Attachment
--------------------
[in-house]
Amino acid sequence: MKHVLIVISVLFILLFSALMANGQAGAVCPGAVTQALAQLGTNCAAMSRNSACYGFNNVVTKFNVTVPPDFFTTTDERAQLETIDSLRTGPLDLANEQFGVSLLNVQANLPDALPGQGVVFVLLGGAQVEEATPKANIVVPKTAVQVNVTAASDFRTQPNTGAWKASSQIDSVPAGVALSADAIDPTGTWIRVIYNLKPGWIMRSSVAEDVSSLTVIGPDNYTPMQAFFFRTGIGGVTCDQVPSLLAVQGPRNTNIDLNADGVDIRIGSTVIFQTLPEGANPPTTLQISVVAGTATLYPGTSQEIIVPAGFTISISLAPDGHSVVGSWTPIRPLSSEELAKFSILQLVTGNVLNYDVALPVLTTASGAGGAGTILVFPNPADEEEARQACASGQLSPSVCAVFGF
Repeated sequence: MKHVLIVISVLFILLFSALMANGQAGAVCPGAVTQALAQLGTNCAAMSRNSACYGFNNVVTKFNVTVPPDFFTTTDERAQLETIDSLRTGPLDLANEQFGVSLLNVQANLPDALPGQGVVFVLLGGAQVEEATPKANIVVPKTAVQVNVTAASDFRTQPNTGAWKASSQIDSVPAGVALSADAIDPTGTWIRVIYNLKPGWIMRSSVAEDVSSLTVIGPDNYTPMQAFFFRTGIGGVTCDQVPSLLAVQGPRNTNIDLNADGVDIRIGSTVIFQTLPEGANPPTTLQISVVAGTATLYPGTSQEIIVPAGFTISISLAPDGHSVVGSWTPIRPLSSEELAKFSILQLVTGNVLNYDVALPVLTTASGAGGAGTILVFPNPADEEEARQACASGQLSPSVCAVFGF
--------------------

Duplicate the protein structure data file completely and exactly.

[in-house]
Amino acid sequence: MKHVLIVISVLFILLFSALMANGQAGAVCPGAVTQALAQLGTNCAAMSRNSACYGFNNVVTKFNVTVPPDFFTTTDERAQLETIDSLRTGPLDLANEQFGVSLLNVQANLPDALPGQGVVFVLLGGAQVEEATPKANIVVPKTAVQVNVTAASDFRTQPNTGAWKASSQIDSVPAGVALSADAIDPTGTWIRVIYNLKPGWIMRSSVAEDVSSLTVIGPDNYTPMQAFFFRTGIGGVTCDQVPSLLAVQGPRNTNIDLNADGVDIRIGSTVIFQTLPEGANPPTTLQISVVAGTATLYPGTSQEIIVPAGFTISISLAPDGHSVVGSWTPIRPLSSEELAKFSILQLVTGNVLNYDVALPVLTTASGAGGAGTILVFPNPADEEEARQACASGQLSPSVCAVFGF
Repeated sequence: MKHVLIVISVLFILLFSALMANGQAGAVCPGAVTQALAQLGTNCAAMSRNSACYGFNNVVTKFNVTVPPDFFTTTDERAQLETIDSLRTGPLDLANEQFGVSLLNVQANLPDALPGQGVVFVLLGGAQVEEATPKANIVVPKTAVQVNVTAASDFRTQPNTGAWKASSQIDSVPAGVALSADAIDPTGTWIRVIYNLKPGWIMRSSVAEDVSSLTVIGPDNYTPMQAFFFRTGIGGVTCDQVPSLLAVQGPRNTNIDLNADGVDIRIGSTVIFQTLPEGANPPTTLQISVVAGTATLYPGTSQEIIVPAGFTISISLAPDGHSVVGSWTPIRPLSSEELAKFSILQLVTGNVLNYDVALPVLTTASGAGGAGTILVFPNPADEEEARQACASGQLSPSVCAVFGF